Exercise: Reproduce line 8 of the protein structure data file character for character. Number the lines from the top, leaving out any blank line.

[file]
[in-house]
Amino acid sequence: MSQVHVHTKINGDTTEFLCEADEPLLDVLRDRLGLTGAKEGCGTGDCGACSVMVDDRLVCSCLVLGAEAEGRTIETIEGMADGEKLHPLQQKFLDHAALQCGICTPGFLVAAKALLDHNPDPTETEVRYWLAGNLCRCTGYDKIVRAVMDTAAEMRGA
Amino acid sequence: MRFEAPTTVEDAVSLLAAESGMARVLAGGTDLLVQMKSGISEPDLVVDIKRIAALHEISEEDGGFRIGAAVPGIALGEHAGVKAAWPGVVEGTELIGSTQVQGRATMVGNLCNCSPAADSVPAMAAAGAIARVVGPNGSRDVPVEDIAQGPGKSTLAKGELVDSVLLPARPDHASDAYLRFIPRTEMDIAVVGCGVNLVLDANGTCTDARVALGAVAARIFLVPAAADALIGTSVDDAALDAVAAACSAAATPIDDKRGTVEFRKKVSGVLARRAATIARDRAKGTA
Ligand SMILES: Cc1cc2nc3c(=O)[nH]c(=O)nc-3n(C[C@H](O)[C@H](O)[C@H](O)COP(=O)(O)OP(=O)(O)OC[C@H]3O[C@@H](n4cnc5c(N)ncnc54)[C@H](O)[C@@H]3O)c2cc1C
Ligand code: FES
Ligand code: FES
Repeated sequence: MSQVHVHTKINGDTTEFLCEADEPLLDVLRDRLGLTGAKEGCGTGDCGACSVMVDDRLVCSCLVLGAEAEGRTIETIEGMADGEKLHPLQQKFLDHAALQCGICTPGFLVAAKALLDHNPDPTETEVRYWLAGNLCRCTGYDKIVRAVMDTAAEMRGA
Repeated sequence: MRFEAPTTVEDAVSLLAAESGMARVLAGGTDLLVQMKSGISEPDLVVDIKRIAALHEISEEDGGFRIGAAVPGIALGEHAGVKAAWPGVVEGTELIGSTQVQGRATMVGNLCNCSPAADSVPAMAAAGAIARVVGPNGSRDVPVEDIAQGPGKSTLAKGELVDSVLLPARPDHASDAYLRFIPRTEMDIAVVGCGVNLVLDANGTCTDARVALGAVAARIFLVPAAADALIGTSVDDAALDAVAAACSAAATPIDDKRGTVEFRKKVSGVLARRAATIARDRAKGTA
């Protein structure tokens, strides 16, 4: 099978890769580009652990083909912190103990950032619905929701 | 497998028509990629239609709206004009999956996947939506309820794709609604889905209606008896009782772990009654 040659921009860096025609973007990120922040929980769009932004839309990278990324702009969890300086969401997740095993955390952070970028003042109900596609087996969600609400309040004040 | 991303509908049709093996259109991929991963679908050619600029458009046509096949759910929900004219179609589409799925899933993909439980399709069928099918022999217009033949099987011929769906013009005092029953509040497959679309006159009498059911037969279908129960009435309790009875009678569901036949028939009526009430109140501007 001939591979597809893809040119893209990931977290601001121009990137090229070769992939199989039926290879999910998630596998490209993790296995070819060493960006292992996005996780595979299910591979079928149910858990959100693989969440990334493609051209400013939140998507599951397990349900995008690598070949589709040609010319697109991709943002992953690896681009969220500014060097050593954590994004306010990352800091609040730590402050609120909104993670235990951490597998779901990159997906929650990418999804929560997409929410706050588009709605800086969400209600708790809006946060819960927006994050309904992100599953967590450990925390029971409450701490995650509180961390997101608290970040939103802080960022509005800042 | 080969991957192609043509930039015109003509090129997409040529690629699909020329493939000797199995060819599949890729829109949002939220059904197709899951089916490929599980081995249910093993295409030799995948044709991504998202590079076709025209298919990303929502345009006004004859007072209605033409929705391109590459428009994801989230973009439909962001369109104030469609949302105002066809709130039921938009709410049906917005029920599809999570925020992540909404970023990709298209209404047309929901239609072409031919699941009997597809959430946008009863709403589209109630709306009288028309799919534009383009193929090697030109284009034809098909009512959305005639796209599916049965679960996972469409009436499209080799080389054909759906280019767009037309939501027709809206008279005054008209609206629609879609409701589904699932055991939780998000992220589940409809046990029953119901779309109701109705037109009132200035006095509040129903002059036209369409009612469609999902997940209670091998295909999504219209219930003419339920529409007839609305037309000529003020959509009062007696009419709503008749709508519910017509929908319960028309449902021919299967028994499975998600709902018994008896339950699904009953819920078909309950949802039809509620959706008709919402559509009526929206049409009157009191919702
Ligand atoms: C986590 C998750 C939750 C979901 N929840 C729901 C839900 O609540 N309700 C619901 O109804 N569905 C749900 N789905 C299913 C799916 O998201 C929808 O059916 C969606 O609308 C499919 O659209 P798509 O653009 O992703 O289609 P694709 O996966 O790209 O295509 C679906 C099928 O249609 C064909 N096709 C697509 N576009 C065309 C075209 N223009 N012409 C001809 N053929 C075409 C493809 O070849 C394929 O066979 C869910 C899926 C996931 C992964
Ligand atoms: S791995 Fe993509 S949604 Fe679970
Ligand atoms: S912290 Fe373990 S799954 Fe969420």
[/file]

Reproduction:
Repeated sequence: MRFEAPTTVEDAVSLLAAESGMARVLAGGTDLLVQMKSGISEPDLVVDIKRIAALHEISEEDGGFRIGAAVPGIALGEHAGVKAAWPGVVEGTELIGSTQVQGRATMVGNLCNCSPAADSVPAMAAAGAIARVVGPNGSRDVPVEDIAQGPGKSTLAKGELVDSVLLPARPDHASDAYLRFIPRTEMDIAVVGCGVNLVLDANGTCTDARVALGAVAARIFLVPAAADALIGTSVDDAALDAVAAACSAAATPIDDKRGTVEFRKKVSGVLARRAATIARDRAKGTA